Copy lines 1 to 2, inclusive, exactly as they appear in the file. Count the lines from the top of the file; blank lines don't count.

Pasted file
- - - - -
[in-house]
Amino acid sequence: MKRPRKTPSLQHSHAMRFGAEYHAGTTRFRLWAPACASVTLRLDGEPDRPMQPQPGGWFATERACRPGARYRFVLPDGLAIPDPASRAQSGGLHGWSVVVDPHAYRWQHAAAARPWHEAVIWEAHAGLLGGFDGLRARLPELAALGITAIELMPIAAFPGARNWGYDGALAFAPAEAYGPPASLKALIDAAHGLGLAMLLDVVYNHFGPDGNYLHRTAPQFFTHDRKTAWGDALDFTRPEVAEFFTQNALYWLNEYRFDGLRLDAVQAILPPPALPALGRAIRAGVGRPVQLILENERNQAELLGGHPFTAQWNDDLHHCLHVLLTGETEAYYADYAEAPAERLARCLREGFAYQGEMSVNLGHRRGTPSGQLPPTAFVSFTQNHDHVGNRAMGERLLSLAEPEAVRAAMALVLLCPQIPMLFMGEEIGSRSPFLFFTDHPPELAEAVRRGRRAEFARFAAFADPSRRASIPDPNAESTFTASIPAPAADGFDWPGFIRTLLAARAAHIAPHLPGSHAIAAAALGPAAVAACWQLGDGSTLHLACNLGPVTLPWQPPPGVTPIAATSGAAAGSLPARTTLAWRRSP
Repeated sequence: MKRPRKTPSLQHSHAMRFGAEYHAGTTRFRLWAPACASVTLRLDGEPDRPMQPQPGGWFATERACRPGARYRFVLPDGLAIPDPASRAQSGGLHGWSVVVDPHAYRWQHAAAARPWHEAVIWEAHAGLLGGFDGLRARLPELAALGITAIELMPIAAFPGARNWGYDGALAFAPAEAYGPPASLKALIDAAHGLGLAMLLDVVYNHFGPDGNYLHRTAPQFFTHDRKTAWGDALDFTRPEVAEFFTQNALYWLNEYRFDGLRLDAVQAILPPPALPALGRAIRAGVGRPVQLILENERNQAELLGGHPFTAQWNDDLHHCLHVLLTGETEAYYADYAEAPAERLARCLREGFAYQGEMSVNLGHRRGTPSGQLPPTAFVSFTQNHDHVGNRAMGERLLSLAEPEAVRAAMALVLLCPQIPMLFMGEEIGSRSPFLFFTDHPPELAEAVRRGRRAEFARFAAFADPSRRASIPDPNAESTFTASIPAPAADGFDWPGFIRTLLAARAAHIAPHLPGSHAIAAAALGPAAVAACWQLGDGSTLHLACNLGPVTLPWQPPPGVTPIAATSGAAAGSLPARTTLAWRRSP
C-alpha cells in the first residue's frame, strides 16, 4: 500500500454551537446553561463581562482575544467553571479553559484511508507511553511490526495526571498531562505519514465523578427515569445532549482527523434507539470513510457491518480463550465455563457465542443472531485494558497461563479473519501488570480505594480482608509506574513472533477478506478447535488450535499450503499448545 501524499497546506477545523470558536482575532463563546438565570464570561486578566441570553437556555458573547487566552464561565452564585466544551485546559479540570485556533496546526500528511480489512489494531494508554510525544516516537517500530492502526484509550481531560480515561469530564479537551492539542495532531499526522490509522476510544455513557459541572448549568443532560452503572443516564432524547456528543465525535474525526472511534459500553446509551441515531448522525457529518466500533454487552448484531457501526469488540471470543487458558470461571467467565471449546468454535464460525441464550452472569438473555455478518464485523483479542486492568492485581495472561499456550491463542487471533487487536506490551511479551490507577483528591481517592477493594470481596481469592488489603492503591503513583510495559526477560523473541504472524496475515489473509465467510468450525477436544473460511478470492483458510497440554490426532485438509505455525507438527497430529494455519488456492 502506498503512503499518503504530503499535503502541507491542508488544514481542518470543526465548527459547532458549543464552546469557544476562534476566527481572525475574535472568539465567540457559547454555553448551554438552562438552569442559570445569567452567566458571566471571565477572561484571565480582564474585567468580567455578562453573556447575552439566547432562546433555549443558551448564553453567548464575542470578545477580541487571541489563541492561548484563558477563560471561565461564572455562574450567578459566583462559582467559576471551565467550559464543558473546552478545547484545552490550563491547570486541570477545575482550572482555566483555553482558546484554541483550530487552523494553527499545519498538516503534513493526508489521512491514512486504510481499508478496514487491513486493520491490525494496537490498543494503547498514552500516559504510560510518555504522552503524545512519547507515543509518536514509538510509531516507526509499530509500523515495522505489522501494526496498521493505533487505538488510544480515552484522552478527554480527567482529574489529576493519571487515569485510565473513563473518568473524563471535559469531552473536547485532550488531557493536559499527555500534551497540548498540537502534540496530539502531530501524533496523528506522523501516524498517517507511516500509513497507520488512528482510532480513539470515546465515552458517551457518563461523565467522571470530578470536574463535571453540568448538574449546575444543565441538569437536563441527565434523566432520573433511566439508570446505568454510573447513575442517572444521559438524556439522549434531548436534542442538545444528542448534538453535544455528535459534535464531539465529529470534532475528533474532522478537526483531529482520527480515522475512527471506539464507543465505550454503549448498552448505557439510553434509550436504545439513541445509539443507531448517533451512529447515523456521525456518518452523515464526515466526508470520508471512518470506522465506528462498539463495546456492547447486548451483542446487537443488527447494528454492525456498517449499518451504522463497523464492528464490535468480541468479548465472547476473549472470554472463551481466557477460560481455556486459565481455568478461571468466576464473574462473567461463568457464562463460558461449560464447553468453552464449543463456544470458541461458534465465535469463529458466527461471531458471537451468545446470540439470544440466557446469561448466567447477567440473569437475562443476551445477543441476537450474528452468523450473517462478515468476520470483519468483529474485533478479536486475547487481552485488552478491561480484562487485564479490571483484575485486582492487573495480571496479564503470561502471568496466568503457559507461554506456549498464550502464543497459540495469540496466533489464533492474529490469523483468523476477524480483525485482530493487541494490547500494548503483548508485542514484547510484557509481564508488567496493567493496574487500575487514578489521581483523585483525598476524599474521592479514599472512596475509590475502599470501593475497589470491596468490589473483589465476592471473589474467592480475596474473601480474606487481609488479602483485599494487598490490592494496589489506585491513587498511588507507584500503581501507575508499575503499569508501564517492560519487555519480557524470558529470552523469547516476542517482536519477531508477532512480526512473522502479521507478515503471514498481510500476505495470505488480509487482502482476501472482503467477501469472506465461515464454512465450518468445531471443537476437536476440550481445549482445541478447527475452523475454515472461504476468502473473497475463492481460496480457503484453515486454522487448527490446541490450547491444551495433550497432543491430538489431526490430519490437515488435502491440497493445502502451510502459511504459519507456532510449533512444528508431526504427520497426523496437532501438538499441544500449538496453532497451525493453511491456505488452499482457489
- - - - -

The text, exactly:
[in-house]
Amino acid sequence: MKRPRKTPSLQHSHAMRFGAEYHAGTTRFRLWAPACASVTLRLDGEPDRPMQPQPGGWFATERACRPGARYRFVLPDGLAIPDPASRAQSGGLHGWSVVVDPHAYRWQHAAAARPWHEAVIWEAHAGLLGGFDGLRARLPELAALGITAIELMPIAAFPGARNWGYDGALAFAPAEAYGPPASLKALIDAAHGLGLAMLLDVVYNHFGPDGNYLHRTAPQFFTHDRKTAWGDALDFTRPEVAEFFTQNALYWLNEYRFDGLRLDAVQAILPPPALPALGRAIRAGVGRPVQLILENERNQAELLGGHPFTAQWNDDLHHCLHVLLTGETEAYYADYAEAPAERLARCLREGFAYQGEMSVNLGHRRGTPSGQLPPTAFVSFTQNHDHVGNRAMGERLLSLAEPEAVRAAMALVLLCPQIPMLFMGEEIGSRSPFLFFTDHPPELAEAVRRGRRAEFARFAAFADPSRRASIPDPNAESTFTASIPAPAADGFDWPGFIRTLLAARAAHIAPHLPGSHAIAAAALGPAAVAACWQLGDGSTLHLACNLGPVTLPWQPPPGVTPIAATSGAAAGSLPARTTLAWRRSP